Dr VK Srivastava explains if Diabetics are prone to develop heart attacks

Is there any relation between the two?

Dr VK Srivastava explains if Diabetics are prone to develop heart attacks

In the wake of deaths due to sudden heart attacks and cardiac arrests, experts call for increased awareness about heart health, especially for people with co-morbidities like diabetes. This is because they may be susceptible to silent heart attacks. Diabetes is a condition that causes high blood glucose levels owing to the body’s inability to either produce insulin or use it sufficiently to regulate glucose. “Those with diabetes can show signs such as increased thirst and urination, increased hunger, unexpected weight changes, persistent sores, numbness or tingling in the hands or feet, tiredness, and even blurry vision,”.

It has been estimated that as high as 50 to 60 per cent of diabetics do develop heart diseases, adding that a diabetic with high blood sugar is likely to develop blocks.

“Blocks mean slow obstructions in the blood flow of the coronary arteries, the brain arteries, and the kidneys. This entire continuum of diabetes causing obstruction to blood flow into the vessels of the entire body is called ‘atherosclerotic cardiovascular diseases’. These usually present together and include diabetes, high blood pressure, heart disease, stroke, kidney diseases, peripheral vascular diseases, and retina problems of the eye,”. Over time, high blood sugar levels can damage blood vessels and the nerves that control the heart.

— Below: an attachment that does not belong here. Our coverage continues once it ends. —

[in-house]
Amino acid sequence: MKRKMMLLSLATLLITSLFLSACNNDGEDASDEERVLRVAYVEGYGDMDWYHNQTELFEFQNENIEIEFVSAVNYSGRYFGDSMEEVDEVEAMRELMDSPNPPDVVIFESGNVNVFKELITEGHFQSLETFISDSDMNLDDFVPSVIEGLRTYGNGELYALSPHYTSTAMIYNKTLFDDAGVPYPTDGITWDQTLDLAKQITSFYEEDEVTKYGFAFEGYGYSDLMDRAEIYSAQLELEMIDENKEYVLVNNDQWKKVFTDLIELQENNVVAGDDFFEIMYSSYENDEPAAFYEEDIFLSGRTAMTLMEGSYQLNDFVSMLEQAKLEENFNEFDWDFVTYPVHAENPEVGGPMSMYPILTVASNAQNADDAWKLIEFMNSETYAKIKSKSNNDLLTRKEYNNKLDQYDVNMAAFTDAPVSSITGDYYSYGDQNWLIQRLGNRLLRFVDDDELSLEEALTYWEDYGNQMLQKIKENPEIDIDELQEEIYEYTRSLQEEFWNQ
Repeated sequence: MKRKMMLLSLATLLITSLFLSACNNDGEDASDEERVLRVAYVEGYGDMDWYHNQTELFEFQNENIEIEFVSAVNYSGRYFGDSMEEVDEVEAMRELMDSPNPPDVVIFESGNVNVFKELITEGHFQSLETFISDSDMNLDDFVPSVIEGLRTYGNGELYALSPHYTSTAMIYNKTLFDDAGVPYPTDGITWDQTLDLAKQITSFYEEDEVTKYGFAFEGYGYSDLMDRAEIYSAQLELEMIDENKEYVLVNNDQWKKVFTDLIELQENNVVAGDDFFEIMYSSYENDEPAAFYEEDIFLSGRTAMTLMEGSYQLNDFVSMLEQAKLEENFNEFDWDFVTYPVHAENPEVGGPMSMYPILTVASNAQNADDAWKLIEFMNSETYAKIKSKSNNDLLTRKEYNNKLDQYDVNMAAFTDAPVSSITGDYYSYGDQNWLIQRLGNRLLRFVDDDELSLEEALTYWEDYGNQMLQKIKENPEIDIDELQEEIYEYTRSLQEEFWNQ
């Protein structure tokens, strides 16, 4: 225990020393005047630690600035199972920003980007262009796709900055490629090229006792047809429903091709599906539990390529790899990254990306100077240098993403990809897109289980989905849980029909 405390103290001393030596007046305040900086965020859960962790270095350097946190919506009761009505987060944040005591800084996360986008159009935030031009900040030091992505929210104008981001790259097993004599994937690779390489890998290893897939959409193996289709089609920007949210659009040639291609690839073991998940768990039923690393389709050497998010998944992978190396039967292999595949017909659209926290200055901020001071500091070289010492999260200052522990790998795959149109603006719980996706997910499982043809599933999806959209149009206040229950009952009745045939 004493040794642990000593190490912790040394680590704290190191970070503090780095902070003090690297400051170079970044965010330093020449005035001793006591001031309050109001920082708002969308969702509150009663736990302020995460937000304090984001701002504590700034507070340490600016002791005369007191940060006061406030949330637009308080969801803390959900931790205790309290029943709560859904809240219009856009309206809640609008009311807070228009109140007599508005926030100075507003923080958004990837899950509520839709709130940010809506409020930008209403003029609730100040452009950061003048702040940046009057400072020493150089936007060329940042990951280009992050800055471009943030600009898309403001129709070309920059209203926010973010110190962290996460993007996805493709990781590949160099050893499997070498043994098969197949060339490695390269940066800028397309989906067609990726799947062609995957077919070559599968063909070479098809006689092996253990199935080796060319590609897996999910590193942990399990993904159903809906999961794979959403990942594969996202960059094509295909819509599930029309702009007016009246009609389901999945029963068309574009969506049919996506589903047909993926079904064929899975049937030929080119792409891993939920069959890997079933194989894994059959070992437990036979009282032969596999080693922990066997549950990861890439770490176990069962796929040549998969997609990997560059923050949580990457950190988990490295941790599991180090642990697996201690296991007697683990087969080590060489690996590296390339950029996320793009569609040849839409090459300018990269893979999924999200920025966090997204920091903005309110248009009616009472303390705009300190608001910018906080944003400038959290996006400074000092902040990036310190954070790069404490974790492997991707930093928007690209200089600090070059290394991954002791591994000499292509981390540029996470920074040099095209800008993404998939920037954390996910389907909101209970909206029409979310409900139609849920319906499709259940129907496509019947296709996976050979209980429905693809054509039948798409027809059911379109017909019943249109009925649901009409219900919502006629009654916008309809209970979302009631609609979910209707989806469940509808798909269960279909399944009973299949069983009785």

The usual time of presentation (atypical symptoms of heart attack) is usually at least five to 10 years after diagnosis of the patient of type 2 diabetes. Diabetic patients experience a slow death of nerve endings, which causes pain. As a result, diabetics who develop heart attacks may not present with typical symptoms of chest pain. Instead, they may present with symptoms of fatigue, tiredness, breathlessness, feeling of lethargy, sweating, giddiness loss of consciousness, jobbing, back pain, etc. So, these are the atypical presentations of a heart attack.”

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